I think that the more interesting question is whether the ANC can be counted on to deliver land restitution. The resounding answer to the question is NO. First and foremost, the ANC has had 24 years to show seriousness on this issue, and no one believes they did marvelously well. Second, much has been made of the resolution at the ANC's national conference in December calling for "land expropriation without compensation." But as has been pointed out, the wording of the ANC's resolution asks for it to be "included among the mechanisms at our disposal," presumably to be used concurrently with buying at market price, negotiating, and expropriation with (non-market-price) compensation. Third, the ANC has failed in shocking fashion in public before on land restitution. To cite one example, in the Mala-Mala case of 2013, the ANC had an opportunity to test the limits of what the constitution already allows on land restitution. What did they do? They capitulated and paid out R1bn to a white family for land that they no doubt had no just historical claim to.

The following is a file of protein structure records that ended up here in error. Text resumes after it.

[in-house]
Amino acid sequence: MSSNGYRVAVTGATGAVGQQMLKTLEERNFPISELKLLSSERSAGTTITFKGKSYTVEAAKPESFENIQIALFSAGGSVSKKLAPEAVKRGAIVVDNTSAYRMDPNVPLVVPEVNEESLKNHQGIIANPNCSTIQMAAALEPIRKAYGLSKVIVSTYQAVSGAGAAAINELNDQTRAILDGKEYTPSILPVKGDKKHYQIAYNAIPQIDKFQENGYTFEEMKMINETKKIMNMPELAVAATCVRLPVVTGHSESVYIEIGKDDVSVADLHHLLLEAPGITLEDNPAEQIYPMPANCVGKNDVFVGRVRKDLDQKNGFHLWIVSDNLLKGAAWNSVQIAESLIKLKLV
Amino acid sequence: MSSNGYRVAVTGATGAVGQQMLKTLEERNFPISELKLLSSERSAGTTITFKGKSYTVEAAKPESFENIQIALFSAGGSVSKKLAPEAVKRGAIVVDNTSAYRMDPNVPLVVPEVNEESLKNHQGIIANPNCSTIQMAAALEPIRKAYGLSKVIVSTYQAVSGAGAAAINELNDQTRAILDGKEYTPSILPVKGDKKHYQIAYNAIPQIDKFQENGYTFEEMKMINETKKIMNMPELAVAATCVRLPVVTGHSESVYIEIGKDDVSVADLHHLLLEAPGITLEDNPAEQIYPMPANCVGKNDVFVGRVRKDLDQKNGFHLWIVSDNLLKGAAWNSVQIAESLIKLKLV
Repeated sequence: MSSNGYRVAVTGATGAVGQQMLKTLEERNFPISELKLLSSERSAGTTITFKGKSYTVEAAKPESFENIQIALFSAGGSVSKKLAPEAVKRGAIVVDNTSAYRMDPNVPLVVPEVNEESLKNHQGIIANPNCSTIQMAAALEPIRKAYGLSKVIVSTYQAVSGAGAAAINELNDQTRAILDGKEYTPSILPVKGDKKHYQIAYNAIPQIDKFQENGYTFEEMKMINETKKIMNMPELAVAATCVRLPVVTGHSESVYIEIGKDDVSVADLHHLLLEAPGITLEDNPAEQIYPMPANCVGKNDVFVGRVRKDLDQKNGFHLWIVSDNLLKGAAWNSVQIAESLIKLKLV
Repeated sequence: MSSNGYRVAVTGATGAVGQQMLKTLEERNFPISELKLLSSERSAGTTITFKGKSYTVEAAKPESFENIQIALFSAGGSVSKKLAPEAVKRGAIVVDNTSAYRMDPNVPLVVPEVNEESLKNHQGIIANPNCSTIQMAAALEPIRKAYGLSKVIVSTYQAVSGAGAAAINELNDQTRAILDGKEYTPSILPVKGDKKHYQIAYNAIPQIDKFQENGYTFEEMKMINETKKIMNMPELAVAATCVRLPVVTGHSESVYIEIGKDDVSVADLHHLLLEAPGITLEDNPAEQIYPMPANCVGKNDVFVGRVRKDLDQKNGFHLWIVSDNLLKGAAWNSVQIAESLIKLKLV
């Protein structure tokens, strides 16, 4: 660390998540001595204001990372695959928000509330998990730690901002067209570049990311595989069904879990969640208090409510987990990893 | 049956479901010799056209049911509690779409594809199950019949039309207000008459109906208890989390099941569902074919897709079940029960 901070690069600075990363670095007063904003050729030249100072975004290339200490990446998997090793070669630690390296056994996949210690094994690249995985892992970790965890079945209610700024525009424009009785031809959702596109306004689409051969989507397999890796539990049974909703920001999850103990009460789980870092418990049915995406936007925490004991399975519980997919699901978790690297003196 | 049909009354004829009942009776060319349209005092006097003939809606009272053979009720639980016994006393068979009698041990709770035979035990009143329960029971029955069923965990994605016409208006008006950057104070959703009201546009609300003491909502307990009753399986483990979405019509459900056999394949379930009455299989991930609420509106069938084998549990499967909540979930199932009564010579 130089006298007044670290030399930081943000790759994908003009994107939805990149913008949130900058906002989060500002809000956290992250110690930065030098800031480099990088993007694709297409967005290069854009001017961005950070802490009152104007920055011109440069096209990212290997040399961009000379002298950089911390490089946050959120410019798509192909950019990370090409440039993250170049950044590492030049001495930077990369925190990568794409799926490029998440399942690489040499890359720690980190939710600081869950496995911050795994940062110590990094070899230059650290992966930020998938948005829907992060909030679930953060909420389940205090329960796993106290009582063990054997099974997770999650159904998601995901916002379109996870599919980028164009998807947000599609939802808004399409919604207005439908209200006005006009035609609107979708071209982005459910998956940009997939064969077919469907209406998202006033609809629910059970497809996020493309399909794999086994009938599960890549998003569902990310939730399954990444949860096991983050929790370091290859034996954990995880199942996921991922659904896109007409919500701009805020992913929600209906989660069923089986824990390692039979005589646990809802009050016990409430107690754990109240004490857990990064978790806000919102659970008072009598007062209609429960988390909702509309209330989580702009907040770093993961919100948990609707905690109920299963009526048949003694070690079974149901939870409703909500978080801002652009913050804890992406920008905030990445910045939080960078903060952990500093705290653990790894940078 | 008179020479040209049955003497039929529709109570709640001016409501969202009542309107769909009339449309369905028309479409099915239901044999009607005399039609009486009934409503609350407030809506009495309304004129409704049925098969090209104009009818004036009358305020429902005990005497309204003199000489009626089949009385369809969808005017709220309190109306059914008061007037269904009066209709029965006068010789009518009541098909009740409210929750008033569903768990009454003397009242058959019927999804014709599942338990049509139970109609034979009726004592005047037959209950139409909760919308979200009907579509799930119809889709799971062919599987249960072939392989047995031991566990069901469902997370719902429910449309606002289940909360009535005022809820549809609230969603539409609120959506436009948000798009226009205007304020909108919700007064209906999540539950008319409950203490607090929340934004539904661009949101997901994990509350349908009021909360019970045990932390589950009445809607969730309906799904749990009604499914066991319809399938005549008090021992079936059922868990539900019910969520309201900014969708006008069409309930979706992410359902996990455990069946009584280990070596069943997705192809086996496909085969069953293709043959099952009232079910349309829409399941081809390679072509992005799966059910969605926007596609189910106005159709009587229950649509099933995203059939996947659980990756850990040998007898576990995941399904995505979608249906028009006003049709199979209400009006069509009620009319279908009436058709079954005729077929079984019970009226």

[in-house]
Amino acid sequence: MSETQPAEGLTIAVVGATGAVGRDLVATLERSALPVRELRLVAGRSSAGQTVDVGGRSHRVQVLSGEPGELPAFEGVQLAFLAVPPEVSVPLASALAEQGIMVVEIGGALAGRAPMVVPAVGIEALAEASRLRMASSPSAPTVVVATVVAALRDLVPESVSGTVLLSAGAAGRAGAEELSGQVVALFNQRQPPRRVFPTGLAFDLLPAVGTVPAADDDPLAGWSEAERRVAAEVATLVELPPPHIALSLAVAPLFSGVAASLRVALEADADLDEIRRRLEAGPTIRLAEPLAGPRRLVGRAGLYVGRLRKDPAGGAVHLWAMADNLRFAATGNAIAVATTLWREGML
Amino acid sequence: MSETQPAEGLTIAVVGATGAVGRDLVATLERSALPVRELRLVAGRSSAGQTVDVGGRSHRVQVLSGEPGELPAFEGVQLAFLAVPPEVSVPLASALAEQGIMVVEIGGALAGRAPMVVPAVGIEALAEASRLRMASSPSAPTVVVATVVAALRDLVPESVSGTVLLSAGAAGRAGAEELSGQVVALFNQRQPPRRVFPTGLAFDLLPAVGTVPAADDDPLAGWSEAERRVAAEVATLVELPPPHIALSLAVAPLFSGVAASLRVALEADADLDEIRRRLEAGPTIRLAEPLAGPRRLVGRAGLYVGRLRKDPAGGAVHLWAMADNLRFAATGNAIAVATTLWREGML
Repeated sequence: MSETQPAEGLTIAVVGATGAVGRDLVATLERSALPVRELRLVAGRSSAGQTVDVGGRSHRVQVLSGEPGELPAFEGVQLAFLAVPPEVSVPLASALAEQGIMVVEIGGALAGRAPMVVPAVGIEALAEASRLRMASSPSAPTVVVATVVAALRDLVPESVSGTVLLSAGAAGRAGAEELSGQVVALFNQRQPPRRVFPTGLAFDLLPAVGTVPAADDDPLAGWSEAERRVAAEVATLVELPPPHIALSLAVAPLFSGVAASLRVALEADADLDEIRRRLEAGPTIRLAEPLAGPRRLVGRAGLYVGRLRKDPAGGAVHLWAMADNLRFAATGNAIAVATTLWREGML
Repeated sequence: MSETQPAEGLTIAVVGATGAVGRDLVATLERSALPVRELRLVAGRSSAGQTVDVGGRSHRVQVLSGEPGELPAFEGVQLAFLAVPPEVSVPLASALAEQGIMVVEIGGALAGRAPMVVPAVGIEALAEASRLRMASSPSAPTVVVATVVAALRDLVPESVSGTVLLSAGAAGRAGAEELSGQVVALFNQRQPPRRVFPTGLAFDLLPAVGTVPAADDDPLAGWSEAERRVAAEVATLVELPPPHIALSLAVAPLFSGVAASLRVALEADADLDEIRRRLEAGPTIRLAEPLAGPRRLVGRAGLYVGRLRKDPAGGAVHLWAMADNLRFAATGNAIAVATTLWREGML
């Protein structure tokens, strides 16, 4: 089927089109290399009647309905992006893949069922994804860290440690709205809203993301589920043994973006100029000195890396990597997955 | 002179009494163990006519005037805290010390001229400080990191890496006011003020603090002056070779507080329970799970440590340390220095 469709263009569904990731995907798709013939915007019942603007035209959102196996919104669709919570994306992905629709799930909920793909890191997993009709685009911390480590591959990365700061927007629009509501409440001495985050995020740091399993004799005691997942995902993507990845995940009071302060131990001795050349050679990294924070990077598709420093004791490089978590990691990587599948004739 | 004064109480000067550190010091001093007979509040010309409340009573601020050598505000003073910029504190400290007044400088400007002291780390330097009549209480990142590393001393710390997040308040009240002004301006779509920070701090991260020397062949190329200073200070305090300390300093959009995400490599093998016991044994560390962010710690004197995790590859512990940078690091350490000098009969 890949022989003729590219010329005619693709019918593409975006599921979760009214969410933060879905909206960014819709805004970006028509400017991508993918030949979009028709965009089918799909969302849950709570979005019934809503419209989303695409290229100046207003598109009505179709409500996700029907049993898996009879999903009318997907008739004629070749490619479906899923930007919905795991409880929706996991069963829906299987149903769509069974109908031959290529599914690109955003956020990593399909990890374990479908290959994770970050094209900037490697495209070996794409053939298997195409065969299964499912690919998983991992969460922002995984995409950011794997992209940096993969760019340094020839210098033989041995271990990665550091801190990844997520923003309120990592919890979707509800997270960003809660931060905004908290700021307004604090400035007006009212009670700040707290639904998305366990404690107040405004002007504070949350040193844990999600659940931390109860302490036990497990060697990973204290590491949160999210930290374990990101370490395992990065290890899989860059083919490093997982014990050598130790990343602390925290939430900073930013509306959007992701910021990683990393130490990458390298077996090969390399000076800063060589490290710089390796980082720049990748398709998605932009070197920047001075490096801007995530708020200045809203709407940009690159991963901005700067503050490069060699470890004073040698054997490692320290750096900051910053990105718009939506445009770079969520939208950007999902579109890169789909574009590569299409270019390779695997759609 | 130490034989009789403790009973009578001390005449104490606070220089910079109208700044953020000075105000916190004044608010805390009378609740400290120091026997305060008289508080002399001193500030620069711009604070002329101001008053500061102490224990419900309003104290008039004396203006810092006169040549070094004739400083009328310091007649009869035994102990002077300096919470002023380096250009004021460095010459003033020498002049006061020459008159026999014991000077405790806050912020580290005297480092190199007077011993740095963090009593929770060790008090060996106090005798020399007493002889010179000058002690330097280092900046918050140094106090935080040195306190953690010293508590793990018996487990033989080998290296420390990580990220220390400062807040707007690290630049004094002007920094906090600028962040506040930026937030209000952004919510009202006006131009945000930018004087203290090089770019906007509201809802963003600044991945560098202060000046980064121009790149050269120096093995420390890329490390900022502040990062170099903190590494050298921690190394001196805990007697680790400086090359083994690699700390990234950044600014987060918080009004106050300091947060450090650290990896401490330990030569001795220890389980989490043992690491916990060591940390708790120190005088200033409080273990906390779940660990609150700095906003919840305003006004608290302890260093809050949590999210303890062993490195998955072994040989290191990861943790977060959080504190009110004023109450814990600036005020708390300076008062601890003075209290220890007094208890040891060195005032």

To my mind, there is no doubt that the ANC will not satiate the hunger for land restitution in South Africa today. In many ways that's a good thing. It provides an enormous opportunity to the EFF to step in to offer a legitimate alternative. The EFF is demanding that the state become the "custodian of all South African land". While this is not land restitution in the sense of taking from person A to give to person B, it is restitution in the sense that since the state is our state and can be expected to use the land in our interest, when the state holds land it is us who hold land.

The suggestion that all land in South Africa be owned by the government, who may then lease them out to ordinary South Africans, is a good one. It is the least complicated as well as the most balanced (it balances historical justice with the nation's other concerns such food security, mutual co-existence, etc.) option there is.